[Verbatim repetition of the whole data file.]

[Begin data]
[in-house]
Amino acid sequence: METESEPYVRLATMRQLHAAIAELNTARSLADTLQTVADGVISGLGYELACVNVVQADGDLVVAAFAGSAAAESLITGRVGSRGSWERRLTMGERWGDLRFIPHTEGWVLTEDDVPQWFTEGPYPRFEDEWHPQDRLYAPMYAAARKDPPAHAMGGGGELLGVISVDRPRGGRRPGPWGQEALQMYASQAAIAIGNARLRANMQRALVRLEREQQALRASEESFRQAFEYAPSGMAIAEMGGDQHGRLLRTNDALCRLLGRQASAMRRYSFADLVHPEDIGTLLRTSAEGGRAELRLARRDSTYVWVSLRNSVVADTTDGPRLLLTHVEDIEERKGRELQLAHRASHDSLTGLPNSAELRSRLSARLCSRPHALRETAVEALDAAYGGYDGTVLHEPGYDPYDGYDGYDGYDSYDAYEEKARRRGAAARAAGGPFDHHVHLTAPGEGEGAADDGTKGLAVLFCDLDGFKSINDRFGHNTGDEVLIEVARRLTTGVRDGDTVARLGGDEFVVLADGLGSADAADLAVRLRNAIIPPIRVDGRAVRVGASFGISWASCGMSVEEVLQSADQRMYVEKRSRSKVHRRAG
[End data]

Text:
[in-house]
Amino acid sequence: METESEPYVRLATMRQLHAAIAELNTARSLADTLQTVADGVISGLGYELACVNVVQADGDLVVAAFAGSAAAESLITGRVGSRGSWERRLTMGERWGDLRFIPHTEGWVLTEDDVPQWFTEGPYPRFEDEWHPQDRLYAPMYAAARKDPPAHAMGGGGELLGVISVDRPRGGRRPGPWGQEALQMYASQAAIAIGNARLRANMQRALVRLEREQQALRASEESFRQAFEYAPSGMAIAEMGGDQHGRLLRTNDALCRLLGRQASAMRRYSFADLVHPEDIGTLLRTSAEGGRAELRLARRDSTYVWVSLRNSVVADTTDGPRLLLTHVEDIEERKGRELQLAHRASHDSLTGLPNSAELRSRLSARLCSRPHALRETAVEALDAAYGGYDGTVLHEPGYDPYDGYDGYDGYDSYDAYEEKARRRGAAARAAGGPFDHHVHLTAPGEGEGAADDGTKGLAVLFCDLDGFKSINDRFGHNTGDEVLIEVARRLTTGVRDGDTVARLGGDEFVVLADGLGSADAADLAVRLRNAIIPPIRVDGRAVRVGASFGISWASCGMSVEEVLQSADQRMYVEKRSRSKVHRRAG